No money down, revisited

by Russ Roberts on September 22, 2008

in Government Intervention

From Business Week, March 2002 (HT: Stephen Smith):

Fast-rising housing
prices, combined with a low-inflation economy, means that homes are
steadily getting more expensive compared with other goods and services
that households can buy. Moreover, gains in home prices are
outstripping wage gains. That creates a gold-rush mentality in which
potential homebuyers rush to grab a house as quickly as possible, even
if they overpay.

And mortgage lenders are willing to oblige, even in the case of buyers
who might not have qualified before. The average downpayment has
dropped to only 5% to 10% over the past decade rather than the 10% to
20% it was in the past, according to Doug Perry, a first vice-president
at mortgage lender Countrywide Home Loans Inc. Under the right
conditions, Countrywide is even willing to lend homebuyers 103% of the
value of their new home to cover their closing costs, too.

In part, the aggressive tactics of mortgage lenders have been made
possible by the automated underwriting systems developed in recent
years by the Federal National Mortgage Association (Fannie Mae) and the
Federal Home Loan Mortgage Corporation (Freddie Mac). These two
government-created companies buy 70% of new mortgages in the U.S. and
repackage them as mortgage-backed securities, which they then sell to

The new underwriting systems being used by Fannie Mae and Freddie Mac,
which are analogous to the credit-scoring systems used by banks, allow
for higher loan-to-income ratios than in the past to encourage home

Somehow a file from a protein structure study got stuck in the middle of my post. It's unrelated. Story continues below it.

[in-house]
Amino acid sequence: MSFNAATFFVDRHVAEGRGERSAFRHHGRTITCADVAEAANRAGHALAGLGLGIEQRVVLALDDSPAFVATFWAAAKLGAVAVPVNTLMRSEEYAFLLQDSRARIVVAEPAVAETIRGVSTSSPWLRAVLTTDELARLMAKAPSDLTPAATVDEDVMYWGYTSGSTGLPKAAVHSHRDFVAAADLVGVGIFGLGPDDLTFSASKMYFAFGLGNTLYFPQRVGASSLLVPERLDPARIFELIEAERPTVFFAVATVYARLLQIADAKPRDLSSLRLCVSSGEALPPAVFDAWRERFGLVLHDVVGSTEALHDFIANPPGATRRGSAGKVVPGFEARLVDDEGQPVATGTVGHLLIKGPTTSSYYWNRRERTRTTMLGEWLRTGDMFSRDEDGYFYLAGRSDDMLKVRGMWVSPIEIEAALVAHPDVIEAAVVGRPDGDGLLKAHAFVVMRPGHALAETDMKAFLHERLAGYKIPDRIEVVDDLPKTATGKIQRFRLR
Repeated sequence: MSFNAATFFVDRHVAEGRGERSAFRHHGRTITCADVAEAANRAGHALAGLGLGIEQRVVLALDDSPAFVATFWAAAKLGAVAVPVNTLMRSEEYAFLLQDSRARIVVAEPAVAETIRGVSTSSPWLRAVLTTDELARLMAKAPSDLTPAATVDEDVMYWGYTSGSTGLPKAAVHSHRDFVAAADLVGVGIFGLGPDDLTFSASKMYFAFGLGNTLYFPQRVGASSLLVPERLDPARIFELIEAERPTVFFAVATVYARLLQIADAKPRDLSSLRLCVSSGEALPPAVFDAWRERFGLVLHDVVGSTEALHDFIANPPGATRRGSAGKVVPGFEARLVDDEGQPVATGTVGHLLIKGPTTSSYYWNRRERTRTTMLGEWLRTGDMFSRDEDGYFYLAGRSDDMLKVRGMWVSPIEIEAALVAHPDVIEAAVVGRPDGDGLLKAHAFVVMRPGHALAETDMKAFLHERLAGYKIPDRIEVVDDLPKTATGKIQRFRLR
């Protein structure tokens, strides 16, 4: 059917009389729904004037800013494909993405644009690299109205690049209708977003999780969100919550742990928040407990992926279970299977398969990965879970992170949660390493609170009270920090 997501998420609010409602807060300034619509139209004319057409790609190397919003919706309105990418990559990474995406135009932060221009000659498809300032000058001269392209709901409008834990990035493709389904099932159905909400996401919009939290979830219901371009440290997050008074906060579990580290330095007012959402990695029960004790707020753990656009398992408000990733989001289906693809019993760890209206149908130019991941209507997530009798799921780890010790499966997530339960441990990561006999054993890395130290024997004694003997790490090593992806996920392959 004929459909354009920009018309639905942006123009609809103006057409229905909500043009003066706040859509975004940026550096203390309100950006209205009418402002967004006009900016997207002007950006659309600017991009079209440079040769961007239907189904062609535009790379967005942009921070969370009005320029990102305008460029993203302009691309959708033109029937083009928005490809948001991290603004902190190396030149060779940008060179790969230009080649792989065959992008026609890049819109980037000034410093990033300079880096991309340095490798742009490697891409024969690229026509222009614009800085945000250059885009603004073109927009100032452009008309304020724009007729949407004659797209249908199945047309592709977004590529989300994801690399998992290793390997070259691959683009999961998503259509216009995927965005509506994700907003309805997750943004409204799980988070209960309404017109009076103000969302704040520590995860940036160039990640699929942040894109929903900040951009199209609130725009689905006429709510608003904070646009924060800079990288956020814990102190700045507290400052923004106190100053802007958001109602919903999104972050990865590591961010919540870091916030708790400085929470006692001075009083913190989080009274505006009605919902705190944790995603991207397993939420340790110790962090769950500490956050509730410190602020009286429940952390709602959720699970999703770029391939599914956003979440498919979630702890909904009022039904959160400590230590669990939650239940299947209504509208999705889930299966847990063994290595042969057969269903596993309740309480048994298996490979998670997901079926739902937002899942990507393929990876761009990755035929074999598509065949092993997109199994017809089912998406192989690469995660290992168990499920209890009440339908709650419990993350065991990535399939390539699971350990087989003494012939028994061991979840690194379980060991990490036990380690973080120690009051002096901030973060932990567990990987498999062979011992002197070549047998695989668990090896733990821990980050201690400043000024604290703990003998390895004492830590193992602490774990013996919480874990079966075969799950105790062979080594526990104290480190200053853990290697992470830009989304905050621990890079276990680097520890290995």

buying. That’s good for borrowers, but the relaxed ratios could pose
serious problems in the future. For one, there is already evidence that
defaults are rising, particularly at the low end of the market, where
there is a concentration of homeowners who might not have owned houses
without the mortgage boom. The Federal Housing Administration (FHA),
which makes low-income loans, saw mortgage delinquencies and
foreclosures jump to 0.71% of its portfolio in the middle of last year.
"That number has been hanging around 0.59% for years," says Wharton’s
Wachter, who used to work at the Office of Housing & Urban
Development (HUD), which collects these statistics. That may not sound
like much of a jump, but it amounts to about a $600 million increase in

   For Fannie Mae (FNM
) and Freddie Mac (FRE
), which only began expanding into subprime mortgages two years ago,
deteriorating credit quality may be a new and unpleasant experience.
Since they control such a big chunk of the market, if their portfolios
are perceived to be more vulnerable to credit issues, that could boost
mortgage rates across the country.


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